The Good, The Bad, and The Bratz

May 7, 2007

I am, as most of you know, on record as hating Bratz dolls. Loathing Bratz dolls. You know, in that railing-against-the-hyper-commercialized-hyper-sexualization-of-all-things-pertaining-to-childhood kinda way.

Which is why there may be some serious karmic payback for this:

Still Life with Skank-Ho

This weekend, WonderBaby came within inches of a Bratz Doll. Fractions of an inch. At one point, she even peered up its scrap of a miniskirt, regarded its black-mesh thong panties with disdain, and then flung it to the floor. It was gratifying, to be sure, that she rejected the thing, but still: I let her have that skanky thing in the first place.

Do I go to Sanctimonious Hypocrite Hell for that?

To be clear: I did not buy this for her. It was not a gift. It belongs to my niece, and was offered, to WonderBaby, as something to play with during our visit this weekend. And because I was exhausted from a difficult night with an off-her-schedule WonderBaby and was disinclined to play patty-cake and Whack-A-Mommy all afternoon, I acquiesced – with shrilly-voiced reservations – to the Bratz Doll.

My niece, it should be said, is a bright and lovely twelve-year old with a very keen sense of self. A bright and lovely and self-aware twelve-year old who makes no apologies for her Bratz Doll. She listened, patiently, as her older sister and her grandmother and her aunt disparaged the tarty plastic toy and its tarty clothes and its general tartiness and then said, serenely, I like her.

She went on: I like her clothes. I wouldn’t wear them myself - and at this she rolled her eyes at us, the universal gesture for LIKE, DUH – but I can still like them. I think they’re fun.

To this, I had no response. Oh, sure, there’re a zillion things that could have been said, things about how such dolls contribute to the objectification of women, how such a sexualized toy desensitizes children to overt displays of sexuality, how such a toy might make overt displays of sexuality seem okay, yadda yadda yadda blah. But faced with a self-possessed, self-reflective twelve-year old who understands that her doll is extreme, who understands that these kinds of arguments can and will be made, over and over and over again by well-meaning mothers and grannies and aunties and other assorted nosey parkers, I was left with only this: the deafening echo of DUH. The recurring image of eyes being rolled, of lips mouthing the words yeah, and?

Because, really, from the point of view of a girl playing with such a doll, so what? It’s just a doll.

My niece is, as I keep saying, a smart girl, a nice girl. The kind of girl that I hope WonderBaby grows up to be. And in defending her Bratz Doll the way that she did, she gave lie to many of my anxieties about Bratz Dolls: that they encourage girls to aspire to slutdom, that they make ‘Skank-Ho’ an acceptable look for the pre-teen set, that they teach children that hyper-sexuality is the norm for young women. For my niece, the Bratz Doll is just that: a doll. Not a role model, not a source of inspiration: just a doll. Kinda fun, kinda silly, no more realistic than – and not to be taken any more seriously than – a bepetticoated Holly Hobbie or a Spiderman figurine or an Olsen twin.

Of course, not every girl is as self-possessed – nor, perhaps, as bright and well-loved and confident – as my niece, and so not every girl is going to regard a Bratz Doll with the same degree of clear-sightedness. And for this reason, among others, I still think that Bratz Dolls – or, rather, the creators and marketers of Bratz Dolls – are, in their way, hell-spawn. But any instrument of evil is really only evil insofar as it is wielded as such, no? I’m prepared, now, to accept the argument that, in the hands of a bright and self-aware child, a Bratz Doll is, very possibly, no more pernicious than Smurfette. It’s my responsibility to raise my child to be self-aware, not the responsibility of toy-manufacturers and toy-marketers and Toys-R-Us. And if I raise a bright, self-aware child, I needn’t be so worried about what pernicious crap is being hocked in toy stores. (My concerns about the decline of Western civilization are, although related, another matter entirely; in any case, my fruitless anxieties about that decline should probably be kept, so far as possible, separate from my anxieties about matters over which I have some control.)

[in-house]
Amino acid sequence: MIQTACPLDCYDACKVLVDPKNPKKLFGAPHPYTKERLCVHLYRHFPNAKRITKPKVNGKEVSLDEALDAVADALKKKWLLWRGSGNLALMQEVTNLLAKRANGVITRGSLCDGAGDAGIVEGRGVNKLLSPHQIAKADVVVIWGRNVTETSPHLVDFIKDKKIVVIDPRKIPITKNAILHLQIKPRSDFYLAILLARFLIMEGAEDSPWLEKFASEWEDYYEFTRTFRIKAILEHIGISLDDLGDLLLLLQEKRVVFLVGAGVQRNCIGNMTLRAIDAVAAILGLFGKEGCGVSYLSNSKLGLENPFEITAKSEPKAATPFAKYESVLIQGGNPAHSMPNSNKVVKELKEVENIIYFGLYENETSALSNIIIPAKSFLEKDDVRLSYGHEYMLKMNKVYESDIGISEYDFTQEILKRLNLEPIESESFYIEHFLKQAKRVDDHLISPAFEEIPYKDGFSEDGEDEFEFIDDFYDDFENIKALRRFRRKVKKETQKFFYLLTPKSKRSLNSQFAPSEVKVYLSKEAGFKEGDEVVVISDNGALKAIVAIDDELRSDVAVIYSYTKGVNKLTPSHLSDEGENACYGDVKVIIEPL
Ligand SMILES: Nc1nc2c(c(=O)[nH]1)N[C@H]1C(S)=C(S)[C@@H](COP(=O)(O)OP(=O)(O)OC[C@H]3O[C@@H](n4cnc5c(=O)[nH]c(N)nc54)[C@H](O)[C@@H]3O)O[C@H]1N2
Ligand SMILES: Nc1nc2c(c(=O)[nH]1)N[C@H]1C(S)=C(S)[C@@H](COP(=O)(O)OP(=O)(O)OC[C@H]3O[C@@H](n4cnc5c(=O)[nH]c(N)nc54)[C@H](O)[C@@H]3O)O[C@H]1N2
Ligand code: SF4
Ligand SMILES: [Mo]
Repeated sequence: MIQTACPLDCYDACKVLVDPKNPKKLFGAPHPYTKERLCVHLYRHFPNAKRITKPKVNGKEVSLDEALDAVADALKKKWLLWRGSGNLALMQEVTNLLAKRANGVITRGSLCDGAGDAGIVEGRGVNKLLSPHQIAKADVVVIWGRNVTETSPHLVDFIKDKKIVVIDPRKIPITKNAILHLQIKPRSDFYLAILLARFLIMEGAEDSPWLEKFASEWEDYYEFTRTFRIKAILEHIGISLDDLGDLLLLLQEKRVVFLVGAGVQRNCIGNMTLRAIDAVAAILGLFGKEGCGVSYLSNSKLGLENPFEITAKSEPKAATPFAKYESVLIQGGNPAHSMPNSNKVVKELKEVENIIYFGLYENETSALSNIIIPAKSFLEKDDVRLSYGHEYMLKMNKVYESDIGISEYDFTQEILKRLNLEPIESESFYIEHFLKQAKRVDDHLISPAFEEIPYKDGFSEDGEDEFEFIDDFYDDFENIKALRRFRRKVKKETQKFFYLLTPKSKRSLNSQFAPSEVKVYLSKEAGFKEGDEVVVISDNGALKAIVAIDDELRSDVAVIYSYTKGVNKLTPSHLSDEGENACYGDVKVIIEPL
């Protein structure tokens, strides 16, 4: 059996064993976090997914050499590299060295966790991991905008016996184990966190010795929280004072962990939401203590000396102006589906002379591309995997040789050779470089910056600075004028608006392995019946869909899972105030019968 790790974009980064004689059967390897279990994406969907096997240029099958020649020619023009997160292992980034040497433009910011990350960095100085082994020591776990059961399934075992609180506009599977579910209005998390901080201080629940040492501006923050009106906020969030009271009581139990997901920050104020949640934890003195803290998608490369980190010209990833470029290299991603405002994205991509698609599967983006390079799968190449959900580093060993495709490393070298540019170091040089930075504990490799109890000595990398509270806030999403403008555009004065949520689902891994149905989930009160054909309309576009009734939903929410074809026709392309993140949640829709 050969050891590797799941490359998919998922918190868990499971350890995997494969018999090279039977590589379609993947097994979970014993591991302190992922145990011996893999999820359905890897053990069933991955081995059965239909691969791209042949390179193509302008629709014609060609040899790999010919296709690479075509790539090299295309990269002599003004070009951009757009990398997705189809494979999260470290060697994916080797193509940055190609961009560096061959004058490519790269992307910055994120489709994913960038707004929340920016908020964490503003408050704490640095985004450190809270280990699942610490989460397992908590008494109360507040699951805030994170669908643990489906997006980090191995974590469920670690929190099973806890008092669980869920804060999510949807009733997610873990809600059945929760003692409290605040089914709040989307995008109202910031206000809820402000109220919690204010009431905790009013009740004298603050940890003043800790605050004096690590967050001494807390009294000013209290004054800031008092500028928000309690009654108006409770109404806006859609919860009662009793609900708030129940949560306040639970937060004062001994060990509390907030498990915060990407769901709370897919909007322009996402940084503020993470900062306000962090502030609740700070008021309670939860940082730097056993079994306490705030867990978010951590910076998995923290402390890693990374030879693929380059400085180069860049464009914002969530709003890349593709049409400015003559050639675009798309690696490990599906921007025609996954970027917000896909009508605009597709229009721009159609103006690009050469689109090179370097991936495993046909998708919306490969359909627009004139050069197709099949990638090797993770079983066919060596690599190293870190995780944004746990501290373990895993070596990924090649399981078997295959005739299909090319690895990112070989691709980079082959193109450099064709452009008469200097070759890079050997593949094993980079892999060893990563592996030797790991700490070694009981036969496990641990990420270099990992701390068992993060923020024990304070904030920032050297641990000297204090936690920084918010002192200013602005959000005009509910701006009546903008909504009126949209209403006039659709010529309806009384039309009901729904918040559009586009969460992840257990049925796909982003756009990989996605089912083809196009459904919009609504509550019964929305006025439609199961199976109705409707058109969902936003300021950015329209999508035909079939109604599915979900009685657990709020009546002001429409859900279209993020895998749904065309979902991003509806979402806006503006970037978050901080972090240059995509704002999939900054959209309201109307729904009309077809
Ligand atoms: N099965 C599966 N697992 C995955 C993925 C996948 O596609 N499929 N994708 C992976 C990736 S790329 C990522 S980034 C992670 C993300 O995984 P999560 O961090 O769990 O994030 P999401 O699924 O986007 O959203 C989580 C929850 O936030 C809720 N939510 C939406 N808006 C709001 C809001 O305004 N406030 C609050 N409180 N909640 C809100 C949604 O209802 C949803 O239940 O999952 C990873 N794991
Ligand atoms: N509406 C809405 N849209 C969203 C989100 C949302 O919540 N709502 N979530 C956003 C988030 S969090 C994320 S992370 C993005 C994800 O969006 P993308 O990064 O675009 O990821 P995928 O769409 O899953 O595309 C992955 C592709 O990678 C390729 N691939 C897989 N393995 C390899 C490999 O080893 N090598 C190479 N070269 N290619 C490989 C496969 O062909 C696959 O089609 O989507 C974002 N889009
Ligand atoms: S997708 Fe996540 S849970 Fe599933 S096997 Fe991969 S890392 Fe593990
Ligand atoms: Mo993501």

This is probably something that every other decent parent on the planet already knows, but it hit me this weekend with all the force of a two-ton epiphany: toys don’t corrupt children – lazy, inattentive parenting corrupts children. So, as a decent and attentive and only occasionally lazy parent, I needn’t get my (decidedly-not-mesh-thong) panties in such a serious twist about Bratz Dolls and their ilk. At least, that is, until WonderBaby tells me that she wants a Bratz of her own, at which point I may revisit and revise this entire argument, because I am entitled, as a mother, to reverse attitude on absolutely anything I choose.

In any case, any parent who lets her child keep a phallic object as a lovey probably shouldn’t throw stones at thong-wearing dolls.

(Un)Still Life with Phallic Object and Buffalo.


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    Her Bad Mother May 8, 2007 at 9:27 pm

    Tracysan – ‘Chucky was just a doll.’

    LLLLLOL. I’m totally stealing that line one of these days.

    Here’s the thing – I have the same anxieties that you do about those dolls – and the Barbies and the princesses (I ESPECIALLY hate the princesses) and all that crap – because it seeps into the psyches of young women and messes them up without them even knowing it. Which is why I won’t be letting one into our home. BUT, I have to recognize that she’s going to come across them, and that the best way to defuse the bad messages is to not let them have any power – to raise her to be critical. To encourage her to fling the thing to the floor. And maybe stomp on it. And if not, maybe just get her to understand that SKANK IS BAD.